Thursday, May 8, 2008

Kicking It

Every Sunday afternoon and Wednesday evening for at least 10 years, from the thaw in early April to first snow in December, there has been a pick-up game of soccer down by the Lake.

Sneakers or shirts mark the goals and a shot has to be below the knees to count, but no one keeps score anyway. The boundaries are as wide as the ball is kicked and the field dips and rolls dangerously, not at all a good field for sports, but always available for our purposes.

Teams are darks and lights, and if it gets unbalanced, a few of us have learned to bring an extra shirt to switch sides. Players range in age from 60’s to 6 with the majority being 30’s and 40’s. We urge caution when it gets rough and hold back from the collisions you might see in a college game. If the ball gets by me, I know better than to chase hard after it.

Still, this is some serious soccer. A small city that was 99% white when this game started, Burlington has benefited from a refugee population and the new world economy. Latinos, Bosnians, Africans, and Arabs play with passion, fuming in their languages. We Vermonters can hold our own, though. There is no break in the action for 2 to 3 hours as people drop in and out, according to their schedules. It is clearly about the love of the game.

My son watched the first few times I played. Then invited in, he waited cautiously off to one side, dribbling a few kicks when the ball came to him as the guys playfully jostled and challenged the 6 year old boy. Gradually, he has moved towards the center of the action, scoring against serious challenges, sticking solidly on defense, and biking to the park on his own if I am running late.

Injured seriously in college play, then moving to a little town on the Oregon Coast, I thought my soccer days were long over. We get old, don’t we? Have families, have to protect our bodies? We should not be kicking in a young man’s game. But play I do: full sprints (10 yards!), solid headers (off the bounce!), long kicks (for the first few minutes!), and dancing out of crowds (sometimes with the ball, usually not!).

I have learned to play defense because I just cannot run like I used to. Let them come to me, I say! With age and experience comes patience. I find just staring at the ball, no matter how much the South American moves it left, right, and all around, I can sometimes reach my foot in there and snap it away. I rarely run with it. For me, it is all about redistribution. To be still playing and learning at 54 is a wonderful surprise, and I suppose if a heart attack did happen, I could not pass any more peacefully.

But the very best is to be doing this with my son. Sometimes we are side by side on defense, covering for each other, communicating with body, words and grunts. He is behind me if the guy gets past, and a thrill to watch “sticking” it away from somebody inches in front of me.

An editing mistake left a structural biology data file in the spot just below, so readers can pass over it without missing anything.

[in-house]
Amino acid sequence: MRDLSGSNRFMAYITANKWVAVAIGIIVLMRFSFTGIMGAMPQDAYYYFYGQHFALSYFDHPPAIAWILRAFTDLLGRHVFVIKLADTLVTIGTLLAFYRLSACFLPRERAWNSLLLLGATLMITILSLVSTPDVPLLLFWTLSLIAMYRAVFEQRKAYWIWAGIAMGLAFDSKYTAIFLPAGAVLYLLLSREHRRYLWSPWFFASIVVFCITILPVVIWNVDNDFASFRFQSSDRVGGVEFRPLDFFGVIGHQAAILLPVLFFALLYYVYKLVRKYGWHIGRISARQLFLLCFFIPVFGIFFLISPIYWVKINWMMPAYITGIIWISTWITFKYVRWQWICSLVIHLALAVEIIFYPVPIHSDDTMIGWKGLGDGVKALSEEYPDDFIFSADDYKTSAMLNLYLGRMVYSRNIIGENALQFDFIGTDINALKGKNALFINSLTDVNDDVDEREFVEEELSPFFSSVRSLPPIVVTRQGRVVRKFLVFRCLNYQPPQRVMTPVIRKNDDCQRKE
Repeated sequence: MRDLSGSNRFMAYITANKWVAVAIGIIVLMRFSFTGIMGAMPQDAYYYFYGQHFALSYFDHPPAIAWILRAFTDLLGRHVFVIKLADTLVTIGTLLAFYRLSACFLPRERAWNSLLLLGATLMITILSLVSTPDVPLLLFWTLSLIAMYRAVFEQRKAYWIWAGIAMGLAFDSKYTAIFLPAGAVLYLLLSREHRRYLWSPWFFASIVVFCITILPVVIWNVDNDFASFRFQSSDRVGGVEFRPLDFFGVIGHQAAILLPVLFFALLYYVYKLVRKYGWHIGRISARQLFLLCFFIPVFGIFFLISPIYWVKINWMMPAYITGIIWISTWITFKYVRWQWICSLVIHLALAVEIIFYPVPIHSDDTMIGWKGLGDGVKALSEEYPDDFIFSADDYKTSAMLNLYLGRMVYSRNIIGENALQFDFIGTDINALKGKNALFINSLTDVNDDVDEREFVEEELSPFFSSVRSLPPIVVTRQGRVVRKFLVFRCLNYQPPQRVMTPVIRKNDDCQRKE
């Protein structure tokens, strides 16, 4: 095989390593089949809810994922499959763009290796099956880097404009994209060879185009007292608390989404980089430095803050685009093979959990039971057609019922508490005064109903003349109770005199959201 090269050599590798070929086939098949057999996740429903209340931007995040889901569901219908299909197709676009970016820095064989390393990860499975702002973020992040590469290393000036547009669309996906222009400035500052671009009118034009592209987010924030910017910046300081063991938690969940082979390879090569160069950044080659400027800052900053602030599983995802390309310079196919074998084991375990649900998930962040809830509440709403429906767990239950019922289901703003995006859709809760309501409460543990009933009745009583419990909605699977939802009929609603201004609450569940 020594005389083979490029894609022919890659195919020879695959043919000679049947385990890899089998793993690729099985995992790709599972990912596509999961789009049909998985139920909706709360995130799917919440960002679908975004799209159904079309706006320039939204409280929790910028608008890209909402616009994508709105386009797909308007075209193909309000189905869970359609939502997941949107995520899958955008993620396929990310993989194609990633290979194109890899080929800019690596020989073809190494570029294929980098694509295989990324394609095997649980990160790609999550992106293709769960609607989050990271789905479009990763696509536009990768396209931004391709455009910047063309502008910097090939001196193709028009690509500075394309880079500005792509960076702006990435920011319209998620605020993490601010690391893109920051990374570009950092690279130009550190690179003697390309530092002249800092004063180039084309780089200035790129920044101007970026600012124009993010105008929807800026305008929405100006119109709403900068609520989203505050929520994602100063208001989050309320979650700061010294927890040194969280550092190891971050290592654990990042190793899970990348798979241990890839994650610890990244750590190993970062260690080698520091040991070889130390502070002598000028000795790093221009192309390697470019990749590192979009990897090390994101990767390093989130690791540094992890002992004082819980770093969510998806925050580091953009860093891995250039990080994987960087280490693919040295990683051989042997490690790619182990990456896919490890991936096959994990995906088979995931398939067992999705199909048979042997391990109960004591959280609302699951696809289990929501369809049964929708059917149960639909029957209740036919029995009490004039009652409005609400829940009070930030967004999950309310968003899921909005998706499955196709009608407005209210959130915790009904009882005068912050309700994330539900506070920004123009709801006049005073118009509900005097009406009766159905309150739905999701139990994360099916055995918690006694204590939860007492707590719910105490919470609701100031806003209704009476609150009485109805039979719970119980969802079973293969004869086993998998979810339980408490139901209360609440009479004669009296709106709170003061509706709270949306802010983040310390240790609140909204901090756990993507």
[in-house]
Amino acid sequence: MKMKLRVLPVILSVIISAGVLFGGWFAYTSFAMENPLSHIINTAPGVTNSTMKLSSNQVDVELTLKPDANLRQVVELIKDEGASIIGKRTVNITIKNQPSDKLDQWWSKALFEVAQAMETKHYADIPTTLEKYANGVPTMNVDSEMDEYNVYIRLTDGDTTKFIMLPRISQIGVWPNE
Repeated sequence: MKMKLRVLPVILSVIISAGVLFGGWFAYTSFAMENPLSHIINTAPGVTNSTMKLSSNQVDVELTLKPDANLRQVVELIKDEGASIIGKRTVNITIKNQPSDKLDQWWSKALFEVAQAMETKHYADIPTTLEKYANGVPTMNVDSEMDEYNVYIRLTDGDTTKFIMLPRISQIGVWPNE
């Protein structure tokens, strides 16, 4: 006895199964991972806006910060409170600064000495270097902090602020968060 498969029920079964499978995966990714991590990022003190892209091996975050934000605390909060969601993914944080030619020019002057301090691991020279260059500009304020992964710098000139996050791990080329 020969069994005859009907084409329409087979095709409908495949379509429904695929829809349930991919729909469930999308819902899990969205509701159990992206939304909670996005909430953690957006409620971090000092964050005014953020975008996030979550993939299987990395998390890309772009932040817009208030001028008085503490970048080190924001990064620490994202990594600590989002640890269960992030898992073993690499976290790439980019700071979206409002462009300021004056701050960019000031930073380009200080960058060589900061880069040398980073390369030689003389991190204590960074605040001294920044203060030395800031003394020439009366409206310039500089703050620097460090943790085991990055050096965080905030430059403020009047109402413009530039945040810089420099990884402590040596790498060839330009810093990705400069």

Last night, we played against each other. He scored a hat trick (but who’s counting?!!), shoved the ball right through my legs twice, and gloated for those successes. I got it away from him several times, considered now a victory compared to candy from a baby. The standout moments were stride for stride, arms shoving, feet entangled, laughter all around us.

Everyone wins.

(Pictures would be a part of this if I could stop playing long enough to take any)

Please share with your friends

6 comments:

stamperdad said...

Amazing how popular soccer has become here in Canada, and also in the States. My oldest girls were heavily involved when they were younger. Now my six year old is into it and loves it. For us parents it is cheap too. About $140CDN to sign up. This includes twice a week games for two months, and the uniform. We have to provide shoes and shin pads. Compared to hockey, our national passion, which costs at least $2000per year.

When we travel we always take along a soccer ball to kick around.

Steve

TheElementary said...

"Latinos, Bosnians, Africans, and Arabs play with passion, fuming in their languages."
I really liked this line. Sounds to me like part of a poem :)
What a fun and healthy way to spend time with your son.
"To be still playing and learning at 54 is a wonderful surprise"- thanks for sharing the wisdom.
great post.

Sky said...

when i was in new england in the late 1980s i did not see anyone but caucasians - sounds like things have changed! :)

i love this post. enjoying a passion with someone you love is nothing short of fabulous! and he can score on his dad, huh? he must love that! :))

glad you stopped by for a visit. we will be headed to the central oregon coast in 6-8 weeks for a few days - such a beautiful retreat. what part of oregon were you in?

Kip de Moll said...

Yeah, Steve, as one of the first "good" kids to switch from football to soccer in High School, I can testify it's safer, cheaper, and great for little guys!

Thanks, elementary, this father/son resonates for so many reasons. We need to let men be more human and open and caring. There's alot going on to allow that. I'll keep you posted.

Sky, I was on the northern coast, Neahkahnie Mtn. My other blog tells a pretty good story about living there: http://artisanbuilders.blogspot.com/2008/01/second-story.html. Just beyond the end of the story, my sister had a son named Skye.

roger said...

you're putting that college writing study to good use.

robin andrea said...

Thanks for stopping by the Dharma Bums. We appreciated your comment. You have a very nice blog here, Kip. I'll definitely stop back again to read how life is in Vermont.